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Re: Breeders' Rights

  • Subject: Re: Breeders' Rights
  • From: halinar@open.org
  • Date: Tue, 17 Jul 2001 19:41:00 -0700 (PDT)


>I have a number of seedlings that I will probably introduce in the 
>future, but I think it is very difficult to come up with a plant that 
>is worthy of introduction.

I agree that finding a plant that is worth introducing to the 
collector crowd is difficult, but coming up with nice hostas for the 
general gardening public isn't all that difficult.  My problem with 
the Francee sport I have is that I doubt that many of the hosta 
collectors will rush out and buy it because I am not in the collectors 
universe.  My interests with hostas is hosta genetics and the sporting 
process.  Along the way I pick up some interesting seedlings and 
sports.  Many of the sports have little commerical value, but every 
once in awhile a nice one comes along.  The question is, how do I 
market them.  I may end up getting myself a UPC number and market them 
directly to the mass marketers.  The way I figure it, if I can 
wholesale them for maybe $3 each to star out with then there is little 
incentive for the TC labs to rush out and TC it.  Personally, I don't 
see why people buy some of the hostas from the TC labs that they have 
available.  First, it is apparent that many labs have problems with 
quality control, but from a practical point of view, it becomes 
cheaper to do conventional propagation after a certain level is built 

>My guess is that when you say you're going to sell 1000 a year,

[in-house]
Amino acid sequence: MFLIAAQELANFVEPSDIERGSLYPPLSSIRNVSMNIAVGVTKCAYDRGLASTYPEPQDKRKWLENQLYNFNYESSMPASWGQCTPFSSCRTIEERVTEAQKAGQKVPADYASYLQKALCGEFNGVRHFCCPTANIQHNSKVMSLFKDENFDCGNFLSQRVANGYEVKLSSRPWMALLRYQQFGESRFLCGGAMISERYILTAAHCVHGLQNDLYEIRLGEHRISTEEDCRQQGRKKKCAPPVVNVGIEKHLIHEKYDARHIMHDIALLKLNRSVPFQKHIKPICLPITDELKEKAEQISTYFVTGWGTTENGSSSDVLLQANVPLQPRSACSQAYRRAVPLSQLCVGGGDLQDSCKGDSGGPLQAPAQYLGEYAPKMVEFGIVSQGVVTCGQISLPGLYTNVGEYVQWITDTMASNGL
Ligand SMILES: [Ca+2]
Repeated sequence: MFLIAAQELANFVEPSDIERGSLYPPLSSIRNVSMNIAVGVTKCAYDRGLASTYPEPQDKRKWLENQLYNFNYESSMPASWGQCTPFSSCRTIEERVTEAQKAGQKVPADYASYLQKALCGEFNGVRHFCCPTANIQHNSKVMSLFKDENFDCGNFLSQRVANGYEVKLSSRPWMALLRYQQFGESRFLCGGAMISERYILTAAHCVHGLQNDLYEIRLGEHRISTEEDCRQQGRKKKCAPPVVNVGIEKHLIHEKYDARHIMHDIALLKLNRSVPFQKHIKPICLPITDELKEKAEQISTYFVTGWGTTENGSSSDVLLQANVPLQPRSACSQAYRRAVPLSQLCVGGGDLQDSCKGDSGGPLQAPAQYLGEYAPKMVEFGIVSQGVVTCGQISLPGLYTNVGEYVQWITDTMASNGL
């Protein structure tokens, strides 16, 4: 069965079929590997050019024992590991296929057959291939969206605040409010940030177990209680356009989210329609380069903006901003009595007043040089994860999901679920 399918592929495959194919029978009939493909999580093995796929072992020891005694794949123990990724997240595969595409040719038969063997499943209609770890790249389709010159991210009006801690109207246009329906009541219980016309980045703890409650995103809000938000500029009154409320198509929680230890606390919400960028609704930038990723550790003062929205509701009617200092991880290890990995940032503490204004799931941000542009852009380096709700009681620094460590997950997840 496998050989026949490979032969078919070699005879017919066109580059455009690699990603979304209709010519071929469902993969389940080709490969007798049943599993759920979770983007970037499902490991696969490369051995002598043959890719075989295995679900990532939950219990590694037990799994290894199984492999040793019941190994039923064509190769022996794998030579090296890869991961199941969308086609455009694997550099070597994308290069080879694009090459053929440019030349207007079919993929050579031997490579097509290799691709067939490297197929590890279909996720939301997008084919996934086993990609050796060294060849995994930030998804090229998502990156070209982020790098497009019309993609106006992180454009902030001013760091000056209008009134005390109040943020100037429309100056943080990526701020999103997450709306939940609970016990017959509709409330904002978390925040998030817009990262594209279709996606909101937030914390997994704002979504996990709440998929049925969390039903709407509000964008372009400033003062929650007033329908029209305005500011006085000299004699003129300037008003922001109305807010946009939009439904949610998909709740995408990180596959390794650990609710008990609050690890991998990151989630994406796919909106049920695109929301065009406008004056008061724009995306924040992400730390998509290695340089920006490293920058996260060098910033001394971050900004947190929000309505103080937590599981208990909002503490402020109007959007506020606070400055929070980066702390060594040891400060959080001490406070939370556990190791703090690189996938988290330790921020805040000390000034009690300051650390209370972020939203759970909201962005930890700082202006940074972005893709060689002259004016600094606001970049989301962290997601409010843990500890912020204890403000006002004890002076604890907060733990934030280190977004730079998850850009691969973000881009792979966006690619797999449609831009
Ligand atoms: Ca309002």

>you're not talking about selling in the same price range that I would 
>introduce a new plant, and you are not selling to the same people.

Correct.  If I have something that I think is really good then I think 
I can make more money by propagating it to larger numbers and 
wholesaling it.  I see a number of different markets available for 
selling hostas.  The collectors market is relatively small and you 
realy have to be part of that scene to have much success.  However, 
there is also the wholesale market to the people who put out the 
catalogs that are geared to the collectors, but there is also the 
national mail order catalogs such as Wayside and White Flower Farm, 
and there is also the local market.

>But from your statement that it's not hard to come up with a
>nice plant, I would surmise that it is not revolutionary.

That is probably more or less correct.  It is nice, but I doubt that 
serious collectors are going to be wetting their pants in anticipation 
of getting a plant of it.  That's why I am trying to figure out where 
the best market is for it.

Joe Halinar

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